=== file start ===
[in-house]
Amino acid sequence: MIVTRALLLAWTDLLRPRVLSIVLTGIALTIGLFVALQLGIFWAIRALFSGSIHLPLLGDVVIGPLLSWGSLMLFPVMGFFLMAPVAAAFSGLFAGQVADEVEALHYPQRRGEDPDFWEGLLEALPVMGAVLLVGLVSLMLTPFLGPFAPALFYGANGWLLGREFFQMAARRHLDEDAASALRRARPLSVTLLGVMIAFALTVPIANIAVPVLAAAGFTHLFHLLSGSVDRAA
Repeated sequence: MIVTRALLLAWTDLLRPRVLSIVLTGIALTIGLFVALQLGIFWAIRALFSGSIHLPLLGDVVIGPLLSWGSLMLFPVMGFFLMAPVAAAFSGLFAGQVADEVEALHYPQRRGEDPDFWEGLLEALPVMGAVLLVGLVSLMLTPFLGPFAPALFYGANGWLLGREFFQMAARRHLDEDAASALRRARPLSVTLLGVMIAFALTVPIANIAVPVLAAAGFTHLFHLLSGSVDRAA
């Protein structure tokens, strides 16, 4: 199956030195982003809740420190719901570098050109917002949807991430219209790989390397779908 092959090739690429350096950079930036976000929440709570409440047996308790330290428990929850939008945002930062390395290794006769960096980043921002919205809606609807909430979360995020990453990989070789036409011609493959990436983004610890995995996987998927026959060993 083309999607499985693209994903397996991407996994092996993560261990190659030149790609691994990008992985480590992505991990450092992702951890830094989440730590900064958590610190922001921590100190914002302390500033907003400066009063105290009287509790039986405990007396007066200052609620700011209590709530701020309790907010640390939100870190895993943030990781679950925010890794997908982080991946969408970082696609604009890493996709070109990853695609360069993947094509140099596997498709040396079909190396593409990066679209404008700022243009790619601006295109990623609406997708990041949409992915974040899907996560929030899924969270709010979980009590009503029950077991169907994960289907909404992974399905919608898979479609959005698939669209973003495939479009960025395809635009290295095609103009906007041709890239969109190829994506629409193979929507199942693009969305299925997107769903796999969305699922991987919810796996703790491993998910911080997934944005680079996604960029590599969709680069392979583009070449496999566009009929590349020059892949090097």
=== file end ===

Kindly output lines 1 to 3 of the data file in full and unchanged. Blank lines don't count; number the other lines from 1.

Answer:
[in-house]
Amino acid sequence: MIVTRALLLAWTDLLRPRVLSIVLTGIALTIGLFVALQLGIFWAIRALFSGSIHLPLLGDVVIGPLLSWGSLMLFPVMGFFLMAPVAAAFSGLFAGQVADEVEALHYPQRRGEDPDFWEGLLEALPVMGAVLLVGLVSLMLTPFLGPFAPALFYGANGWLLGREFFQMAARRHLDEDAASALRRARPLSVTLLGVMIAFALTVPIANIAVPVLAAAGFTHLFHLLSGSVDRAA
Repeated sequence: MIVTRALLLAWTDLLRPRVLSIVLTGIALTIGLFVALQLGIFWAIRALFSGSIHLPLLGDVVIGPLLSWGSLMLFPVMGFFLMAPVAAAFSGLFAGQVADEVEALHYPQRRGEDPDFWEGLLEALPVMGAVLLVGLVSLMLTPFLGPFAPALFYGANGWLLGREFFQMAARRHLDEDAASALRRARPLSVTLLGVMIAFALTVPIANIAVPVLAAAGFTHLFHLLSGSVDRAA